Yesterday, I was leaving the grocery store when the cashier told me to take my poppy off (it was still pinned to my coat). She said that Remembrance Day was over, and that it was offensive of me to leave it on. I was taken aback by her comment and said “So, we’re only supposed to remember the veterans for 2 weeks a year?” I can’t tell if she was trying to brush off the comment to avoid any further discussion or if she simply had no clue what she was talking about, but she replied, “It’s just the way it is.” The woman in line behind me then chimed in with a simple “Leave it on” and smiled at me as I grabbed my bags and left.
But first, a quick history lesson, brought to you by the good people at Wikipedia:
The remembrance poppy (a Papaver rhoeas) has been used since 1920 to commemorate soldiers who have died in war. Inspired by the World War I poem “In Flanders Fields”, they were first used by the American Legion to commemorate American soldiers who died in that war (1914–1918). They were then adopted by military veterans’ groups in the Commonwealth; especially the United Kingdom, Canada, Australia and New Zealand. Today, they are mainly used in the UK and Canada to commemorate their servicemen and women who have been killed since 1914. There, small artificial poppies are often worn on clothing on Remembrance Day/Armistice Day (11 November) and in the weeks before it.
War is a touchy subject, and naturally I have my opinions on the subject. I was not, however, trying to make any sort of political statement or purposely be disrespectful by leaving my poppy on – I honestly had just forgotten it was still there. If anything, I’d think that leaving the poppy on after Remembrance Day would be a good thing. Wouldn’t it?
Well, apparently some people out there claim it is disrespectful.
One article, by Citytv.com I found online, states:
“…Most people don poppies about two weeks before Remembrance Day. But you shouldn’t be sporting them in the days afterwards, although many do, thinking it’s a sign of respect. The poppy is actually supposed to be left on the tomb at the place where the ceremony is held, a final sign of respect for the fallen soldiers who never came home. Or they can be worn for the remainder of the day. But once November 12th comes, the poppies should be gone.” [ Source ]
Another eHow article on Poppy Etiquette states:
“A couple of different schools of thought exist on when to wear your poppy to commemorate Remembrance Day. Generally poppies should be worn from November 1 until Remembrance Day (traditionally referred to as Armistice Day) on November 11. […] The Royal British Legion says that poppies can be worn from October 22 onward. Remove poppies on November 12, which makes the official Remembrance Day the last day you wear it.” [ Source ]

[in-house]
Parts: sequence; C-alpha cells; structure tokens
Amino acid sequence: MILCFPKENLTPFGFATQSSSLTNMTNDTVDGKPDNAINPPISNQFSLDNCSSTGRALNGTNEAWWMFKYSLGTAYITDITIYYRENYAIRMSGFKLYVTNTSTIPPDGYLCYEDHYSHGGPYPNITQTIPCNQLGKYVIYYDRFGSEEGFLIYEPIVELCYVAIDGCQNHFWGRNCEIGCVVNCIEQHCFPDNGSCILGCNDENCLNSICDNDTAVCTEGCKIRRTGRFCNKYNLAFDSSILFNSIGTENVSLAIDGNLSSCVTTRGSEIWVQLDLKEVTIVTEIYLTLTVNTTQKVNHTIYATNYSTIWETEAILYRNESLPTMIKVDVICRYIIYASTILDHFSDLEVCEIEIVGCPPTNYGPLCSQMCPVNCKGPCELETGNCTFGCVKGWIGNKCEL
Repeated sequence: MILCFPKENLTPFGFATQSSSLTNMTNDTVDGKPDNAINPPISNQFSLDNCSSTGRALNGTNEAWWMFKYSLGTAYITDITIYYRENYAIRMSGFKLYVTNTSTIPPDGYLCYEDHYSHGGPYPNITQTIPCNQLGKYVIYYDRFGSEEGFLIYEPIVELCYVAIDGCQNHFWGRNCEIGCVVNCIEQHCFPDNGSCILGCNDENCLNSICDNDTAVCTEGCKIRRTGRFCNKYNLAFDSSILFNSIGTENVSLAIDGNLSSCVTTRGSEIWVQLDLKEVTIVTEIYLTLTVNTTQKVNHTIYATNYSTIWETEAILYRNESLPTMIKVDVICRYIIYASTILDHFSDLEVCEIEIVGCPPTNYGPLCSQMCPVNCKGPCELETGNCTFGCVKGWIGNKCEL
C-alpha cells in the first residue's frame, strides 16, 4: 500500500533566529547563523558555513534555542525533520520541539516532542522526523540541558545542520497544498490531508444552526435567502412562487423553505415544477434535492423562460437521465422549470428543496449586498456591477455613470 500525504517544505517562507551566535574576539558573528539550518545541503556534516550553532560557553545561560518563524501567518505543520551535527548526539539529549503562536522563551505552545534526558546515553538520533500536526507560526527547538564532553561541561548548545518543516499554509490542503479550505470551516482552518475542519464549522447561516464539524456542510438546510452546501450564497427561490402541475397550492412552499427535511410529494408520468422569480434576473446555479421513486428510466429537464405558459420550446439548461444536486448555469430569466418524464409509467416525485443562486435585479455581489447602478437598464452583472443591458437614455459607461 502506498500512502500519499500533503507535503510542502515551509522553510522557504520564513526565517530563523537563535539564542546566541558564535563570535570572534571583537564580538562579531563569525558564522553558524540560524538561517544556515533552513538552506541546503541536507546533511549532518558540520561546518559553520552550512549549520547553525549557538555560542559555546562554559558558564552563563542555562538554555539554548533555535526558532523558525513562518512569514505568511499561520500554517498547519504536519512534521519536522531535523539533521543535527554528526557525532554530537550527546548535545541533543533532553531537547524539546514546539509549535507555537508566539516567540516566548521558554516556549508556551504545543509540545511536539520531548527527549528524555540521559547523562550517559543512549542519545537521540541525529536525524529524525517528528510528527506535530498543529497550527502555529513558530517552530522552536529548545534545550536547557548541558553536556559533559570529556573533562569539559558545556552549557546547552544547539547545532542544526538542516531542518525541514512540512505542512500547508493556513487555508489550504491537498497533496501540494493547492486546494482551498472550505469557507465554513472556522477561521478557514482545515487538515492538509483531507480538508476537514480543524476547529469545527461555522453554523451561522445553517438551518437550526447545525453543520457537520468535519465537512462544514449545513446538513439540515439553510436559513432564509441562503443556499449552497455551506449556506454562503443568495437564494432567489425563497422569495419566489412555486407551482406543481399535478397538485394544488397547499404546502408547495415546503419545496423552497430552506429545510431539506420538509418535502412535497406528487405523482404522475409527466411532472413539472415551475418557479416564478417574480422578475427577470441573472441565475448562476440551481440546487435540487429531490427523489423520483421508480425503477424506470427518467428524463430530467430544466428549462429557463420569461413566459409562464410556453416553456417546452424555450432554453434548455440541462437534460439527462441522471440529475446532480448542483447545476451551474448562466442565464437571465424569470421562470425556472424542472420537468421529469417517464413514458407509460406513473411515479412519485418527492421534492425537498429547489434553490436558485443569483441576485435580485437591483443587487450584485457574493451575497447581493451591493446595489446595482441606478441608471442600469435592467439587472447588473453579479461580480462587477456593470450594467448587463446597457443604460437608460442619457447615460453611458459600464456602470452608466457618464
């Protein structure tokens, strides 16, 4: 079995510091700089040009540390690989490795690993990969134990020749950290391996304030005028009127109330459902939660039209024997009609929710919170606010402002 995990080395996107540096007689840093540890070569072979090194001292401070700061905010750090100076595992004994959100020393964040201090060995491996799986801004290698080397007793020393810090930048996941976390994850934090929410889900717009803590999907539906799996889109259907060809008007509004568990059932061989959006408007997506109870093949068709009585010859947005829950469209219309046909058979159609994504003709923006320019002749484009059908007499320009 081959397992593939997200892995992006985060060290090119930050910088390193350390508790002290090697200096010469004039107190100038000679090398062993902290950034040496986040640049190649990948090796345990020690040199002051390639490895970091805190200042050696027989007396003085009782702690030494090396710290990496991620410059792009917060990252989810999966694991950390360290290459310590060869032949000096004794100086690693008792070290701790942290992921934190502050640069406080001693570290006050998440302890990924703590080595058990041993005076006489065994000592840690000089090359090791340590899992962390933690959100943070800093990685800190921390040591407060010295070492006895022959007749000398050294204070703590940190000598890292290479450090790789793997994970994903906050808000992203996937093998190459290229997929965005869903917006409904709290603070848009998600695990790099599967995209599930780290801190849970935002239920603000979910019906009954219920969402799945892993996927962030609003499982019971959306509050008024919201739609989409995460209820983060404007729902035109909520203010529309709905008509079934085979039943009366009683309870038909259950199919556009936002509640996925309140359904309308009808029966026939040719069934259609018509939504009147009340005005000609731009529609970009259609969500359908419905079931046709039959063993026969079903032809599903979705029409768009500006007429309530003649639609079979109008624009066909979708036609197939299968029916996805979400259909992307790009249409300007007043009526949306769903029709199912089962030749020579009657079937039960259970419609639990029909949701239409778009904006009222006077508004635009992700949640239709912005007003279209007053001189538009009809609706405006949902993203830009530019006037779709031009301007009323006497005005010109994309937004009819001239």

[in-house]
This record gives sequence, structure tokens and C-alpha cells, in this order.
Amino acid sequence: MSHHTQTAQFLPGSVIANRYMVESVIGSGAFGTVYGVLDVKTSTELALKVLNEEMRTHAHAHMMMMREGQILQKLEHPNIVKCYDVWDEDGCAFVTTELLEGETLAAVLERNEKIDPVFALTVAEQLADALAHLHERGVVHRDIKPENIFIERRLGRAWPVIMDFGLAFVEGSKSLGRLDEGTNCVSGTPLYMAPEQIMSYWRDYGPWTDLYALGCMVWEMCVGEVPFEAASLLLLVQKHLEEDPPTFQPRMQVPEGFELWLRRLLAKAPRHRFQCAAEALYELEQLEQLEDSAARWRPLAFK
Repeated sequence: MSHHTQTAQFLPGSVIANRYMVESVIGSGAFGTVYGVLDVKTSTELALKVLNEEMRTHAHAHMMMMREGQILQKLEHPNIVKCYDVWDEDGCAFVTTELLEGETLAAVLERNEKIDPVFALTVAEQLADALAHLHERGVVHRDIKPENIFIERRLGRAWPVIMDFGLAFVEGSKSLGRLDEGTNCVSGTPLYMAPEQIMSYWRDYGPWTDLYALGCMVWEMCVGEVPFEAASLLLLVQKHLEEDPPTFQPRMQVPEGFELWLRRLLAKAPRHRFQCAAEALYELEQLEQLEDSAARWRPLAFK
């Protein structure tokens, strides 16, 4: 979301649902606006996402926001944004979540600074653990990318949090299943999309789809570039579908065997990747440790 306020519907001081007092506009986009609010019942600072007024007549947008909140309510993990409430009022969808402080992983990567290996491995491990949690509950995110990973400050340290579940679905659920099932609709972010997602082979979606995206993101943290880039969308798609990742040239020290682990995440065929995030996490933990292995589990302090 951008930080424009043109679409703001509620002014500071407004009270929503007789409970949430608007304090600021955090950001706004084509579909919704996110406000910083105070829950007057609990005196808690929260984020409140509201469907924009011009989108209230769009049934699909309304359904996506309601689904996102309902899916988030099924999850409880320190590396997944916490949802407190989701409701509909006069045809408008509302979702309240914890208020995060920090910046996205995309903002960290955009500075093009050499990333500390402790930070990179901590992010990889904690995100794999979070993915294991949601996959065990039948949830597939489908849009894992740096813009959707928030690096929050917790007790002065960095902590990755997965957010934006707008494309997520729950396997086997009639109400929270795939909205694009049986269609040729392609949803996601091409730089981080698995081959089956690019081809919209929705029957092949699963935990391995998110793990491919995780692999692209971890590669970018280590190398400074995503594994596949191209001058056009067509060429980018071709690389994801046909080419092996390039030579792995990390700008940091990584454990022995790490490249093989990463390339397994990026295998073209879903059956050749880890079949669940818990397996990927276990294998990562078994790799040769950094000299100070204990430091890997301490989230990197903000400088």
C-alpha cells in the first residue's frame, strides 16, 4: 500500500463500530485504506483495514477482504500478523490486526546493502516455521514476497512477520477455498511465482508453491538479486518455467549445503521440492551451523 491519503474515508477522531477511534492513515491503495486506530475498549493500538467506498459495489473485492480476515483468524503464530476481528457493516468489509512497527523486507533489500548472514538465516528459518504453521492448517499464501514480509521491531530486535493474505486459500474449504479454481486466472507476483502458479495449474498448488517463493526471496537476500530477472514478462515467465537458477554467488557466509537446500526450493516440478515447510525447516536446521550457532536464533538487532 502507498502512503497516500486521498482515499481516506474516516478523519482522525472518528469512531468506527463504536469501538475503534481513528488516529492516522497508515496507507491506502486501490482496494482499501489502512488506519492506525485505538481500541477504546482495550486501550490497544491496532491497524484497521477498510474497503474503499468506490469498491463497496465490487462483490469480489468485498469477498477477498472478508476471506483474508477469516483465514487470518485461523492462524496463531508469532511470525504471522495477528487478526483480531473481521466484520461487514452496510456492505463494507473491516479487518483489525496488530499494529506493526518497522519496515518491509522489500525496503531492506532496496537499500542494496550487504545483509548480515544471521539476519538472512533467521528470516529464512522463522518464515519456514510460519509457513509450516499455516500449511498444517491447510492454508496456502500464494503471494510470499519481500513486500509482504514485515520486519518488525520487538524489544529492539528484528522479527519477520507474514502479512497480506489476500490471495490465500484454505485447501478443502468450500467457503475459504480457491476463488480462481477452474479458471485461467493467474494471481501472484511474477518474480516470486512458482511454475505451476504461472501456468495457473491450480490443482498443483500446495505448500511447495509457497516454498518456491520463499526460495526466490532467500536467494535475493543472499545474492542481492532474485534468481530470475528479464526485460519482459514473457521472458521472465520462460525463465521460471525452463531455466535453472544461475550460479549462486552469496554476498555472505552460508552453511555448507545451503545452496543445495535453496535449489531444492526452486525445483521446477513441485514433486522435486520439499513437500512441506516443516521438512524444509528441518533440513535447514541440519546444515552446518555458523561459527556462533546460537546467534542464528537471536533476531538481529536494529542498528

Forgive my hesitation to take a 2008 article from Citytv.com and another from eHow as credible sources, but those are the only sources I could find that claimed my unintentional action was disrespectful.
When I quickly searched the Royal British Legion website directly, it says:
“You can wear a Poppy at any time of the year to show your support.” [ Source ]
“You can wear a Poppy all year round but traditionally people stop wearing a Poppy after Armistice Day on 11th November or Remembrance Sunday, whichever is later.” [ Source ]
As a Canadian, I went right to the source. According to the Royal Canadian Legion’s website:
“When is a poppy worn? – There is no set period when the Poppy should be worn. In fact, a person may wear a Poppy at any time. Traditionally, however, the Poppy is worn during the Remembrance period, which is from the last Friday in October to the end of the day on 11 November.” [ Source ]
“When should a Poppy be removed? – The lapel Poppy is worn throughout the whole of the Remembrance period. While it is normally removed at the end of the day on 11 November, many people now place their Poppy at the base of the cenotaph at the end of the Remembrance Day Ceremony as a sign of respect to veterans. This is fully acceptable.” [ Source ]
The sources claiming it is offensive or disrespectful are misleading and/or taking what is “acceptable” according to the Legion and claiming that it’s “actually supposed to” happen. So there you have it, right from the veterans themselves, I was not being offensive.
There are a lot of issues raised around the subject of wearing a poppy: Right side or left side? Green center or black? Red poppy or white? Choosing not to wear a poppy. Refusing to wear a poppy. Employees and students being told to remove their poppy from their work uniform. And of course, how to get the thing to stay on for more than 10 minutes.
No matter what your stand is on war or poppy etiquette, calling someone offensive by leaving their poppy on is actually, ironically, offensive – and incorrect. Is it “offensive” to wear a pink ribbon for Breast Cancer Awareness outside of October? Is it” offensive” for men to grow moustaches in any month other than November? No – so why would wearing a poppy be considered offensive?
And speaking of offensive things, have you seen the episode of South Park, entitled “A Scause for Applause”? If not, you should. (I was trying to think of a witty way to include some of the genius satire of the episode into this post, as it’s quite relevant, but alas, the best I could think of was this lame plug at the end of my post.) But here’s a fun pictures to look at!